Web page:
Coronavirus: Don't take Nurofen, ibuprofen, World Health Organization warns
- Author: Ismael Montgomery Mar 20, 2020,
Mar 20, 2020, 0:29
In a statement, GSK, marketer of ibuprofen brand Advil, said: "As a leader in the OTC pain category, GSK Consumer Healthcare is not aware of any conclusive evidence that ibuprofen or other anti-inflammatories may worsen the outcome in patients suffering from COVID-19 infection".
The concept sparked widespread rumors that painkillers such as ibuprofen and aspirin quicken the effects of the virus. This is a fake message, please ignore and delete.
This story is far from unique. The letter also said ACE-2-stimulating drugs "increase the risk of developing severe and fatal COVID-19".
Veran's warning followed the recent publication of a study in the Lancet medical journal that hypothesized that an enzyme boosted by anti-inflammatory drugs such as ibuprofen could facilitate and worsen COVID-19 infections.
The complex role that the immune system might play in COVID-19 disease has been underscored by reports that Swiss drug company Roche has secured approval from China for its anti-inflammation drug Actemra (tocilizumab) to treat patients developing severe complications from COVID-19.
"As a reminder, the remedy of badly ventilated pain or fever with COVID19 or some other respiratory virosis relies on paracetamol".
COVID-19: Alberta school closures, if implemented, could last until September
I know some Albertans will wonder if these restrictions were truly necessary. "As I have repeatedly said, this is our new normal". Hinshaw delivered an update on the novel coronavirus on March 16 via video conference after reporting mild symptoms of a cold.
One of the study's authors, Dr. Michael Roth, who leads a research group at the Department of Biomedicine at the University of Basel and University Hospital Basel, was also quoted in the school's statement.
There now is no evidence which links anti-inflammatory medicines such as ibuprofen with the worsening of COVID-19, NHS said on Wednesday.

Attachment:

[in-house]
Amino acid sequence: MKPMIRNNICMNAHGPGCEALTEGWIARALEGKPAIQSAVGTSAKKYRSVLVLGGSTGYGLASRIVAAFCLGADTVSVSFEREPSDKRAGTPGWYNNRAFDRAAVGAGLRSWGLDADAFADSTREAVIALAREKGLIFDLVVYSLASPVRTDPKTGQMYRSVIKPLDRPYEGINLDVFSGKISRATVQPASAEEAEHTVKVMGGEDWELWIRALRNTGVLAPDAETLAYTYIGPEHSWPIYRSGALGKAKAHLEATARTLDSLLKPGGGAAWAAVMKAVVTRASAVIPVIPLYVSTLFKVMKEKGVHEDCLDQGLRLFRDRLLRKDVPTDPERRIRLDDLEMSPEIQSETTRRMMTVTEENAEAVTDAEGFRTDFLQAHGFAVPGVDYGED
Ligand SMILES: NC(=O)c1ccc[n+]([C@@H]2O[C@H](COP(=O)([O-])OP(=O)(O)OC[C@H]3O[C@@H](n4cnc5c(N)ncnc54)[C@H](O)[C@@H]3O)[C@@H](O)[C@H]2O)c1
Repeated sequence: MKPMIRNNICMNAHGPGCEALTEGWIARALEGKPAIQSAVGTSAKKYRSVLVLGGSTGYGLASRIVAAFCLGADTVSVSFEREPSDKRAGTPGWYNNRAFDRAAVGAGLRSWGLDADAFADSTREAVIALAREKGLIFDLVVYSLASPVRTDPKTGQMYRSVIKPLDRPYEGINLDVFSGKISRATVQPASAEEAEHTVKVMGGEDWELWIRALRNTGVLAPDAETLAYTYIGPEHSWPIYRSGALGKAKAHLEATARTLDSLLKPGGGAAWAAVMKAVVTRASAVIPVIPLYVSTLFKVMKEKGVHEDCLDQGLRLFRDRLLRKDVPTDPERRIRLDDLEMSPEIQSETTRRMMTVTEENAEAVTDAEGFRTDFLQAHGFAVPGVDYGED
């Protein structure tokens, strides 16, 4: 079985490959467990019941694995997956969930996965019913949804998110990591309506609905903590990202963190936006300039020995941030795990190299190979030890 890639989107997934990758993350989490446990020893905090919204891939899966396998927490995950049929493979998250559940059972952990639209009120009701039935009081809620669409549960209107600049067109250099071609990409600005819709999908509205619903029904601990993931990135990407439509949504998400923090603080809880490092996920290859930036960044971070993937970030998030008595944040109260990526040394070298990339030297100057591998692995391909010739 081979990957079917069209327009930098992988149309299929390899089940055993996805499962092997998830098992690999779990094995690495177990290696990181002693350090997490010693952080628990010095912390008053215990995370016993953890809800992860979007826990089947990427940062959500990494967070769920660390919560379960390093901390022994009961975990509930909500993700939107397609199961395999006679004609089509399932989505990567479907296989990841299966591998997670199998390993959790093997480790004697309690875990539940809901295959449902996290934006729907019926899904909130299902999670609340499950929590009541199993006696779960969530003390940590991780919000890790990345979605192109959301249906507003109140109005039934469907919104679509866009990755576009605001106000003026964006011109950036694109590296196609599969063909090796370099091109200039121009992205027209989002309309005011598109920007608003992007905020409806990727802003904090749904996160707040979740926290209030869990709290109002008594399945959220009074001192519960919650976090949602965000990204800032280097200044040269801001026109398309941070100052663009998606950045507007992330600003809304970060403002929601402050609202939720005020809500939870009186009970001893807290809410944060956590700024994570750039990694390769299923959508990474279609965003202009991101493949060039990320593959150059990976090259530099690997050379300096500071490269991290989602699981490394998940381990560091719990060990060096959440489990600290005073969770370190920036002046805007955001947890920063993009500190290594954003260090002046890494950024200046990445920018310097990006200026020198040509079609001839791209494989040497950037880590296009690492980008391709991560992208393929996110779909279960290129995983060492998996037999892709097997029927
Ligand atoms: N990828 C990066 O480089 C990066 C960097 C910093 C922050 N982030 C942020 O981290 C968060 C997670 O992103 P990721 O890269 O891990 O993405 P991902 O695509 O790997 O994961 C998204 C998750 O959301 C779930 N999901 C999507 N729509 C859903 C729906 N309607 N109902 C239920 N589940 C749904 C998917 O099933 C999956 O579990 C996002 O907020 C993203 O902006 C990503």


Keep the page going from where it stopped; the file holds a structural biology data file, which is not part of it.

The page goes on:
France's National Institute for Health and Care Excellence (NHS) recommends prescribing the lowest dose of ibuprofen for the shortest duration to patients with underlying conditions to prevent adverse events, including cardiovascular or kidney problems.
"We do not now believe there is any proven scientific evidence linking over-the-counter use of ibuprofen to the aggravation of Covid-19". "At present, after a rapid review of the literature, World Health Organization is not aware of published clinical or population-based data on this topic". The World Health Organization tweeted clarification on Thursday to dispel any confusion.
"WHO is helping to accelerate research and development efforts with a range or partners".
Even before the pandemic, French officials warned of "serious complications" linked to the use of ibuprofen.
The agency, however, advised to take paracetamol to treat symptoms of COVID-19, until more information is available, adding that regulatory agencies are reviewing the evidence. "The sensible thing to do for the moment would be not to take it - to take paracetamol or something else".
Just like a lot of this outbreak, caregivers are working fast to make sure that fast, proper information has been distributed on proper channels.